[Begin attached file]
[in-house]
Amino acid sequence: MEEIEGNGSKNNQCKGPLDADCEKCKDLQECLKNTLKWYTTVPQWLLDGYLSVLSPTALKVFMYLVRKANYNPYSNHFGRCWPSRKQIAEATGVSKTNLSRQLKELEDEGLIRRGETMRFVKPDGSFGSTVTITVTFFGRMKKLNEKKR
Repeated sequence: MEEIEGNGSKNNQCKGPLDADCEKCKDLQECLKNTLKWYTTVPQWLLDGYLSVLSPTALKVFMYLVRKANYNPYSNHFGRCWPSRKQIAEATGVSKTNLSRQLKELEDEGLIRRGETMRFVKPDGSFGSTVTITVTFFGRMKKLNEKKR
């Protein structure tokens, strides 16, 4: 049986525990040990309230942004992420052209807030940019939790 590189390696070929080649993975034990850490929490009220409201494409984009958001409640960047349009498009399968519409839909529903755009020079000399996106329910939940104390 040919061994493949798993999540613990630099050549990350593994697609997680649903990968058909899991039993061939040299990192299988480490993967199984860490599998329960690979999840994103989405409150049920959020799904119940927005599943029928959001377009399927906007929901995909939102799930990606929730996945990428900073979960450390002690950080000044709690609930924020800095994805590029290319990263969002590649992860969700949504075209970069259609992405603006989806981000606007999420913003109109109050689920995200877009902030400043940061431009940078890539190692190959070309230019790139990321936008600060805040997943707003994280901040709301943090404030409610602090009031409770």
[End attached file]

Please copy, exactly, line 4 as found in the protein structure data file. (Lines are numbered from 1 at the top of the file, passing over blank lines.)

């Protein structure tokens, strides 16, 4: 049986525990040990309230942004992420052209807030940019939790 590189390696070929080649993975034990850490929490009220409201494409984009958001409640960047349009498009399968519409839909529903755009020079000399996106329910939940104390 040919061994493949798993999540613990630099050549990350593994697609997680649903990968058909899991039993061939040299990192299988480490993967199984860490599998329960690979999840994103989405409150049920959020799904119940927005599943029928959001377009399927906007929901995909939102799930990606929730996945990428900073979960450390002690950080000044709690609930924020800095994805590029290319990263969002590649992860969700949504075209970069259609992405603006989806981000606007999420913003109109109050689920995200877009902030400043940061431009940078890539190692190959070309230019790139990321936008600060805040997943707003994280901040709301943090404030409610602090009031409770």